Verse 12. God commanded Abraham not to harm Isaac or do anything to him. Abraham needed to do nothing more to demonstrate his obedience. He had passed the test with flying colors. Over the three-day period he had shown the depth of his commitment and the completeness of his obedience to God. Abraham thus clearly demonstrated he feared God. [See Exploration: "Fear God," p. 124.] Abraham's actions demonstrated to God and to the faithful through the ages that he obeyed not just in theory but also in practice.

Verse 13. Filled with joy, Abraham looked and saw a ram with its horns entangled in a thicket. Earlier Isaac had asked his father where the lamb was for the sacrifice (22:7). Abraham had told him God would provide (22:8) and God did just that. Abraham, who had intended to obey God by sacrificing his son, then sacrificed a ram instead.

Verse 14. As a result of God's provision, Abraham named the place The Lord Will Provide. The name plays off the double meaning of the Hebrew verb for "see" or "provide." God saw Abraham's faith and provided another sacrifice. Then Abraham saw a ram... in the thicket. God had provided the ram as a result of Abraham's faith and obedience. As Abraham had demonstrated his obedience, God demonstrated His faithfulness.

Verse 15. God's sparing of Isaac and His positive evaluation of Abraham's faith was not the conclusion. Instead, God spoke again through His angel. In His grace, God continued to reveal His love.

Verse 16. God reaffirmed His promises to Abraham for a final time. For the only time in the accounts of the patriarchs, God guaranteed His promises with an oath. Since nothing exists greater than God by which He could swear, God swore by Himself. He vowed to keep His promises to Abraham and his descendants, and in so doing God also declared His love and faithfulness.

God swore His oath to Abraham because of Abraham's obedience. When tested by God, Abraham had responded by doing exactly what God commanded. His obedience is an example to believers today and led God to confirm His promises in the strongest possible language.

Verse 17. God reaffirmed His promise of numerous descendants to Abraham. Through Isaac, God's promise would come true. God then expanded His promise. Abraham's descendants would not only be numerous, they also would be victorious over their enemies.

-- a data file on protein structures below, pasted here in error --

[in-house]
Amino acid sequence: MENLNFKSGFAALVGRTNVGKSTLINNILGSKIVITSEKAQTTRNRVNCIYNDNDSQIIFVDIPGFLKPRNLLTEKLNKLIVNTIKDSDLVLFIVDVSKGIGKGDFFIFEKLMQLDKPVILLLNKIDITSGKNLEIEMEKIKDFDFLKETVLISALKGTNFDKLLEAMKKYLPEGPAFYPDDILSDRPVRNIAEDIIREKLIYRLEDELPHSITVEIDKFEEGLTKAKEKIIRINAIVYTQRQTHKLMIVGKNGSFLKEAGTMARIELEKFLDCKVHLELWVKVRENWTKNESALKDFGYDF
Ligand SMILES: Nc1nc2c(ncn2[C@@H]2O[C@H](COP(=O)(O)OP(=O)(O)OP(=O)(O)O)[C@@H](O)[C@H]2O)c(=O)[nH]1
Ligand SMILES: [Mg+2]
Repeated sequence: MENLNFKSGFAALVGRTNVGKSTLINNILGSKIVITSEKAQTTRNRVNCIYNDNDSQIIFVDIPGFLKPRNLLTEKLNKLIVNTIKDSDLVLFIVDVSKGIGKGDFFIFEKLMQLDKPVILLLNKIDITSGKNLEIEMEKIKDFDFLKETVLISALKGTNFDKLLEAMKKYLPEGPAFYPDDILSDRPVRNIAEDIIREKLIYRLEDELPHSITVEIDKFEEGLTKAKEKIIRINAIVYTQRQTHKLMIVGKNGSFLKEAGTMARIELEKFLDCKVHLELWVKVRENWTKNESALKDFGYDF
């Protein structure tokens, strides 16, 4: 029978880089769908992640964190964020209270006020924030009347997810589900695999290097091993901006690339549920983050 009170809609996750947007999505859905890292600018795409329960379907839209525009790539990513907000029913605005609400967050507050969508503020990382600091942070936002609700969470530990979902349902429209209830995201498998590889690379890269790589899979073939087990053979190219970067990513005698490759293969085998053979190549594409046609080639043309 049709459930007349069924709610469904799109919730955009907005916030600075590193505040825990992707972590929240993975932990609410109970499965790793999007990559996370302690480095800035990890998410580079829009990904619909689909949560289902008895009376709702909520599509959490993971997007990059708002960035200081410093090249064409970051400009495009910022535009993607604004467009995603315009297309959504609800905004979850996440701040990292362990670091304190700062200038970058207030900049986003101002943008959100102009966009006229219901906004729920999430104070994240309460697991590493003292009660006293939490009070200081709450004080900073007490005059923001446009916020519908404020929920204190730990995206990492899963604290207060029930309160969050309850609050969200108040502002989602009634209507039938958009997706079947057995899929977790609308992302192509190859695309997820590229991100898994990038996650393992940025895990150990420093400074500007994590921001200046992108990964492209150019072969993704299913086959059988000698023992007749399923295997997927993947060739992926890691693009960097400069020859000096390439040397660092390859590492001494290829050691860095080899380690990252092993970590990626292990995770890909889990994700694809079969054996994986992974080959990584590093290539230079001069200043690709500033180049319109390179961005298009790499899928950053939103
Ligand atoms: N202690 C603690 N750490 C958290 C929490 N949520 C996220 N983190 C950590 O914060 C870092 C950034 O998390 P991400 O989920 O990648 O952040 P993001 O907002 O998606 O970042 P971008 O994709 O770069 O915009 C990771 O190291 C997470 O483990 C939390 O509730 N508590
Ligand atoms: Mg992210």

Verse 18. Abraham's descendants through the years would bless every nation of the world. Through their faithfulness and obedience to God in sharing God's love, they would be a shining beacon directing others to Him. God extended this blessing and opportunity to Abraham's descendants because of His servant's obedience and His love.

The Israelites did not always obey God like their ancestor Abraham, but God remained faithful to His promises and continually invited them to work with Him in spreading His message to all nations.

And Today. We also do not always do what we should—obey God. When we do, however, we experience the joy of serving Him. From that obedience we often receive fresh insights into His love and grace. Obedience to God enables us to bless others as God continues to bless us.

How have you experienced joy through obedience to God?

Biblical Truths for Spiritual Transformation

  1. We need to be alert to hear God's command to us.
  2. We need to promptly obey God's commands by faith, trusting in His power even when His purposes may not be clear to us.
  3. We need to follow through in obeying the Lord's commands completely.
  4. We can experience the joy and insights that the Lord gives us as we obey Him in faith.

In what new way will you plan to obey God in faith?

Published in the United States of America

Copyright 2007, LifeWay Christian Resources of the Southern Baptist Convention, Nashville, Tennessee 37234